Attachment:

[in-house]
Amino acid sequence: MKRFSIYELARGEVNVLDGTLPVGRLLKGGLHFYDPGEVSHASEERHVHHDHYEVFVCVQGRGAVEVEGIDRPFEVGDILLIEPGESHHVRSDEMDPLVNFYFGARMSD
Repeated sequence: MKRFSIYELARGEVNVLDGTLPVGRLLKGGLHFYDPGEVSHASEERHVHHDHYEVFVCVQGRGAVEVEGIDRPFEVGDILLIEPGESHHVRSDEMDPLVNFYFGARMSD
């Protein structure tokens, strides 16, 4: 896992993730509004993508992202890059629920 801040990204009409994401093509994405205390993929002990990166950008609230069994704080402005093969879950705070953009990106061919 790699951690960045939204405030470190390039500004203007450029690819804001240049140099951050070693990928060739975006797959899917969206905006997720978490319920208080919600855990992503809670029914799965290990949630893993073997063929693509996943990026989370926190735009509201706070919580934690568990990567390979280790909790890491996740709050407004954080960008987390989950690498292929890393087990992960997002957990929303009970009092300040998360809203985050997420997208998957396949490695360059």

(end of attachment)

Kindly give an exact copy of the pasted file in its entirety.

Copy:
[in-house]
Amino acid sequence: MKRFSIYELARGEVNVLDGTLPVGRLLKGGLHFYDPGEVSHASEERHVHHDHYEVFVCVQGRGAVEVEGIDRPFEVGDILLIEPGESHHVRSDEMDPLVNFYFGARMSD
Repeated sequence: MKRFSIYELARGEVNVLDGTLPVGRLLKGGLHFYDPGEVSHASEERHVHHDHYEVFVCVQGRGAVEVEGIDRPFEVGDILLIEPGESHHVRSDEMDPLVNFYFGARMSD
């Protein structure tokens, strides 16, 4: 896992993730509004993508992202890059629920 801040990204009409994401093509994405205390993929002990990166950008609230069994704080402005093969879950705070953009990106061919 790699951690960045939204405030470190390039500004203007450029690819804001240049140099951050070693990928060739975006797959899917969206905006997720978490319920208080919600855990992503809670029914799965290990949630893993073997063929693509996943990026989370926190735009509201706070919580934690568990990567390979280790909790890491996740709050407004954080960008987390989950690498292929890393087990992960997002957990929303009970009092300040998360809203985050997420997208998957396949490695360059």